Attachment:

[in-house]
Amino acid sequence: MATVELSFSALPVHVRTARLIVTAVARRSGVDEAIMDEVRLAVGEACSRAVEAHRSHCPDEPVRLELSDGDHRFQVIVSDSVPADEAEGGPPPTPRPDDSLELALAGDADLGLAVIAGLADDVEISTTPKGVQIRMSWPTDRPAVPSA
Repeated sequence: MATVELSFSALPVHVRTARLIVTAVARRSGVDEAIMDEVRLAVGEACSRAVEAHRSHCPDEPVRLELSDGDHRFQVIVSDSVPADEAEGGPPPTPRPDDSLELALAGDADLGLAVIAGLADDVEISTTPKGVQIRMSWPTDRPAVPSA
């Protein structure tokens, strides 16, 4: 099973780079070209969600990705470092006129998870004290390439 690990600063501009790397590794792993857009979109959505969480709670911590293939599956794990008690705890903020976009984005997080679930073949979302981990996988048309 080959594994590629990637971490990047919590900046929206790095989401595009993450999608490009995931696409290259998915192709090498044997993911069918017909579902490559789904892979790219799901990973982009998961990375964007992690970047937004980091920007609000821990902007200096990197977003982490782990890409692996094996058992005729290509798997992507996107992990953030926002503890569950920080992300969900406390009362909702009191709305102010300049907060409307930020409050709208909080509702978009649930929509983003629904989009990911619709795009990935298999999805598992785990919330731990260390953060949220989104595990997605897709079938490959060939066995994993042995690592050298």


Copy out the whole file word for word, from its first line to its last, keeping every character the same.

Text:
[in-house]
Amino acid sequence: MATVELSFSALPVHVRTARLIVTAVARRSGVDEAIMDEVRLAVGEACSRAVEAHRSHCPDEPVRLELSDGDHRFQVIVSDSVPADEAEGGPPPTPRPDDSLELALAGDADLGLAVIAGLADDVEISTTPKGVQIRMSWPTDRPAVPSA
Repeated sequence: MATVELSFSALPVHVRTARLIVTAVARRSGVDEAIMDEVRLAVGEACSRAVEAHRSHCPDEPVRLELSDGDHRFQVIVSDSVPADEAEGGPPPTPRPDDSLELALAGDADLGLAVIAGLADDVEISTTPKGVQIRMSWPTDRPAVPSA
């Protein structure tokens, strides 16, 4: 099973780079070209969600990705470092006129998870004290390439 690990600063501009790397590794792993857009979109959505969480709670911590293939599956794990008690705890903020976009984005997080679930073949979302981990996988048309 080959594994590629990637971490990047919590900046929206790095989401595009993450999608490009995931696409290259998915192709090498044997993911069918017909579902490559789904892979790219799901990973982009998961990375964007992690970047937004980091920007609000821990902007200096990197977003982490782990890409692996094996058992005729290509798997992507996107992990953030926002503890569950920080992300969900406390009362909702009191709305102010300049907060409307930020409050709208909080509702978009649930929509983003629904989009990911619709795009990935298999999805598992785990919330731990260390953060949220989104595990997605897709079938490959060939066995994993042995690592050298």